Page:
Burlington County Times: In all, 205 residents and two nursing aides died from COVID-19 at the three homes — the vast majority during the first wave of the pandemic in the spring of 2020. Menlo Park had 103 resident deaths followed by Paramus with 89 and Vineland with 13.

Documents obtained by The Record and NorthJersey.com over the course of two years revealed serious problems with infection control, staffing levels and distribution of personal protective equipment at Paramus and Menlo Park. 

Among the findings: 

  • Managers at the homes adamantly opposed allowing staff and outside vendors such as ambulance drivers to wear masks during the first month of the pandemic as COVID-19 spread like wildfire. With the help of Murphy’s office, managers were setting up a series of penalties if nurses continued to use the home’s masks without permission. This came just days before Murphy’s health commissioner ordered all nursing home staff statewide to wear masks.
  • At the Paramus home, residents who had tested positive for COVID-19 mingled in the dementia unit with others who awaited test results more than a month into the crisis.
  • Nurses’ aides didn’t know which residents had tested positive and which were waiting for results and often cared for each wearing the same gown, gloves and mask, which could have spread the virus.
  • A janitor mopped the floor of room after room at Paramus, unaware that “STOP” signs on the doors meant an infected person was inside.  https://www.burlingtoncountytimes.com/story/news/2021/12/23/nj-gov-murphy-53-million-families-veterans-home-covid-victims/9005637002/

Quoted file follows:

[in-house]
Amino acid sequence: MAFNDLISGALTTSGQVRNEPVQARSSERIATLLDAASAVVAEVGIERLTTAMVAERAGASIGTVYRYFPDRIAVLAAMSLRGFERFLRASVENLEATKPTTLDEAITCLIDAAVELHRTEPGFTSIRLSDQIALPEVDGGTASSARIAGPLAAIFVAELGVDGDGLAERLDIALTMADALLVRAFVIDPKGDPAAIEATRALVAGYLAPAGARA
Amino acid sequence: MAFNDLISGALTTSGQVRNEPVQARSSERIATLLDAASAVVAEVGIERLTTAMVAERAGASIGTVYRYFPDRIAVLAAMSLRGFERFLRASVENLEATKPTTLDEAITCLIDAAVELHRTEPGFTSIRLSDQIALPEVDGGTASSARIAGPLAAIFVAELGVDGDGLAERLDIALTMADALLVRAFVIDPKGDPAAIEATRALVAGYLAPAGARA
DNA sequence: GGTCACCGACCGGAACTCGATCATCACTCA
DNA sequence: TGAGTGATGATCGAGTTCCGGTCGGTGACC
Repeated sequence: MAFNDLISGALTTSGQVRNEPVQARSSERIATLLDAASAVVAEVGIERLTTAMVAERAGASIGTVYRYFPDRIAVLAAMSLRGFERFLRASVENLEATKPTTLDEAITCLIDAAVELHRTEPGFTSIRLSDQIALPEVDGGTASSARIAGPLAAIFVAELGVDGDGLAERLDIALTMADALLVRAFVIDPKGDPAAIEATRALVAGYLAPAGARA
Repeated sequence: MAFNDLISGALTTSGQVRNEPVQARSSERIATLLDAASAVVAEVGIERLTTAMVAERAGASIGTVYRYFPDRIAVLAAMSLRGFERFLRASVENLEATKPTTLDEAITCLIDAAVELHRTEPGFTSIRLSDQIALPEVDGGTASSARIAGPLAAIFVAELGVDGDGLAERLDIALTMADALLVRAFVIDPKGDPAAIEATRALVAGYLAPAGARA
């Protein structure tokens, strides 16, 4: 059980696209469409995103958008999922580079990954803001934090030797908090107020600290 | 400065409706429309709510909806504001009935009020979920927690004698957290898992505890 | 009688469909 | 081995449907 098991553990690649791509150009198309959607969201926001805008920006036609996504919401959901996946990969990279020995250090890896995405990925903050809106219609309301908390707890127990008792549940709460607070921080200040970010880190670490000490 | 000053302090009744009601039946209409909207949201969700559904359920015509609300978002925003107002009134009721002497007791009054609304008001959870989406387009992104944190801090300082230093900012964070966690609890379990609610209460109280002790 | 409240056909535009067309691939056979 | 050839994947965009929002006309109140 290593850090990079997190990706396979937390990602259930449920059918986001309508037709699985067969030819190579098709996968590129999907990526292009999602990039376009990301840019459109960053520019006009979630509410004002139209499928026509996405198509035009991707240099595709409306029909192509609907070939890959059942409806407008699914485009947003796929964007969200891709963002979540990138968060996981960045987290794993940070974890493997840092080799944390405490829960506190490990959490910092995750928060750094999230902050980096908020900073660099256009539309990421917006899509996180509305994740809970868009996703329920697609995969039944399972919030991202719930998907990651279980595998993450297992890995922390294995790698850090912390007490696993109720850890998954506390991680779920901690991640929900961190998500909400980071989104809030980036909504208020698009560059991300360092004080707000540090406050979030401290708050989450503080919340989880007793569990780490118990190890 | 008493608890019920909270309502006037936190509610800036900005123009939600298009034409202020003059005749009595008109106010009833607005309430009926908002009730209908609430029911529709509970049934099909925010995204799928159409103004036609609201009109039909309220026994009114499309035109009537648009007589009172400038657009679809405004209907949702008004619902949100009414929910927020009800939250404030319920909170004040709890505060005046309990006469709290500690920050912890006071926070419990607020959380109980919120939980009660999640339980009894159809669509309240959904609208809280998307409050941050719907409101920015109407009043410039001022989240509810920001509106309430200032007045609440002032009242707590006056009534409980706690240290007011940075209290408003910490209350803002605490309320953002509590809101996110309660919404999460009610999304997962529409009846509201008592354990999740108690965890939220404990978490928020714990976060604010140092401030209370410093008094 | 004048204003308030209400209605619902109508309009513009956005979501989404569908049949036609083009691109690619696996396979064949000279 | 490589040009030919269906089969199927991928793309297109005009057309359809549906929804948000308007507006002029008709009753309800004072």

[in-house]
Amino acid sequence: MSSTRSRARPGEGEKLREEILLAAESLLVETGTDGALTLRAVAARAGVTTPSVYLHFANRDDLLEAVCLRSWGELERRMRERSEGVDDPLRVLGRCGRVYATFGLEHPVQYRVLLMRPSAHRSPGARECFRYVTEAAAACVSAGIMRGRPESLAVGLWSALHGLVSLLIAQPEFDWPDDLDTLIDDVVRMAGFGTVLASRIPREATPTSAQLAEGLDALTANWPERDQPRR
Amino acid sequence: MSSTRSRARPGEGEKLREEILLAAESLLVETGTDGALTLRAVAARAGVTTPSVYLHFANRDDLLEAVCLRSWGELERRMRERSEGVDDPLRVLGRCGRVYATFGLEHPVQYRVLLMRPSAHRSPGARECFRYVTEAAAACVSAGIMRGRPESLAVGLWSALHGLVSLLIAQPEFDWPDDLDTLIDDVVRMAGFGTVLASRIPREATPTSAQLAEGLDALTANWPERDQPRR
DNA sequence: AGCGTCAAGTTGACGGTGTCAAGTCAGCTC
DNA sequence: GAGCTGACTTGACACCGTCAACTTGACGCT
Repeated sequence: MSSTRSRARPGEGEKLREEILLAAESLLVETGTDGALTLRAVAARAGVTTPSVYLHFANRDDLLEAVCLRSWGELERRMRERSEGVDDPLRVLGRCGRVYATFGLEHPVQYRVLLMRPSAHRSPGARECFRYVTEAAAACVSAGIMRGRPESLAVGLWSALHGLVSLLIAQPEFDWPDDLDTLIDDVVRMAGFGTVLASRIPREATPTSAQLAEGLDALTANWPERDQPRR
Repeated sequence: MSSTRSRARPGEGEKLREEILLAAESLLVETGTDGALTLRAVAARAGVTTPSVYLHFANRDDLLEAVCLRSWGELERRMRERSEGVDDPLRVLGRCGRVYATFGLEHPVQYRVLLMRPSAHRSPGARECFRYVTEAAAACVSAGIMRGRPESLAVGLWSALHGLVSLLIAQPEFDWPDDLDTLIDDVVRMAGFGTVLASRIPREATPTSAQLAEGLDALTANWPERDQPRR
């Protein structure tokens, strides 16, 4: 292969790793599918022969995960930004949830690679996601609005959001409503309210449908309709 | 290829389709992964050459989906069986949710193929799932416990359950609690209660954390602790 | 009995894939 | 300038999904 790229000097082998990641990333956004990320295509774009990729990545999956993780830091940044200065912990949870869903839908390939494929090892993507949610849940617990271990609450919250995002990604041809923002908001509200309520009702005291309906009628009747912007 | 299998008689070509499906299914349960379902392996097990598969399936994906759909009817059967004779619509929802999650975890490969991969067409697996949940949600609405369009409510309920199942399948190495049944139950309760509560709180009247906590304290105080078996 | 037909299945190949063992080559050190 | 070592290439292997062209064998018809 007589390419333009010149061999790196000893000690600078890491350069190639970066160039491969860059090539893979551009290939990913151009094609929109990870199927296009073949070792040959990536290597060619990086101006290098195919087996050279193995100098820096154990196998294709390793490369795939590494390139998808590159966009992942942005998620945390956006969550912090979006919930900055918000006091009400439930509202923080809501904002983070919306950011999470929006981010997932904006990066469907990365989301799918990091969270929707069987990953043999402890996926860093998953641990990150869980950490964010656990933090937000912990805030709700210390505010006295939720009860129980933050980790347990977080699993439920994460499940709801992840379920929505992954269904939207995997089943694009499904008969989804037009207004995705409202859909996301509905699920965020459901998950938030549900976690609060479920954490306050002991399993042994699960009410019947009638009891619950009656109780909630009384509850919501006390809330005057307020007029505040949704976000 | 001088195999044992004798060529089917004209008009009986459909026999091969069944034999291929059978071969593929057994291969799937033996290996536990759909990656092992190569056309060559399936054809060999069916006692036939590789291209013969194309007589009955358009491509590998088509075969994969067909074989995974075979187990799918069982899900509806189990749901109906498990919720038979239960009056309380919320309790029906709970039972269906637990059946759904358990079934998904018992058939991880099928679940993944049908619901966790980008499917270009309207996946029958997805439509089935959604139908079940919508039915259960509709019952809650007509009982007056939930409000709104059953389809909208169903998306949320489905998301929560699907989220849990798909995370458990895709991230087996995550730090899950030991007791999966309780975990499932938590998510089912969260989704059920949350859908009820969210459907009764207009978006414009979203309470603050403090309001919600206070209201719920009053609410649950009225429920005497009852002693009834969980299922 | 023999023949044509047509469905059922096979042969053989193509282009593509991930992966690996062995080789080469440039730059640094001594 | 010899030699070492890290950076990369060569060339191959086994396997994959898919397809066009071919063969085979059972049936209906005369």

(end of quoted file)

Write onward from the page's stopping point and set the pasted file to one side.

DB: New Jersey officials agreed to pay just under $53 million to the families of residents of the state’s military veterans homes who died in the early stages of the coronavirus pandemic.

The settlement will be distributed to the families of 119 residents who lived at the Menlo Park and Paramus Veterans Memorial Homes. An administration official told NJ.com said that each family will receive approximately $445,000, with exact amounts to be determined in future arbitration proceedings.

The New Jersey Department of Health has acknowledged that nearly 200 residents at the two facilities, totaling more than one-third of the total patient population, died of COVID-19 complications in 2020.

$52,955,000, due to be paid out by July 30, will settle claims that the homes’ managers made “gross departures from the standards of nursing care and infection control,” according to one of the cases filed, including not requiring staffers to wear masks or gloves, and allowing residents being allowed to gather in common areas despite the detection of new infections.


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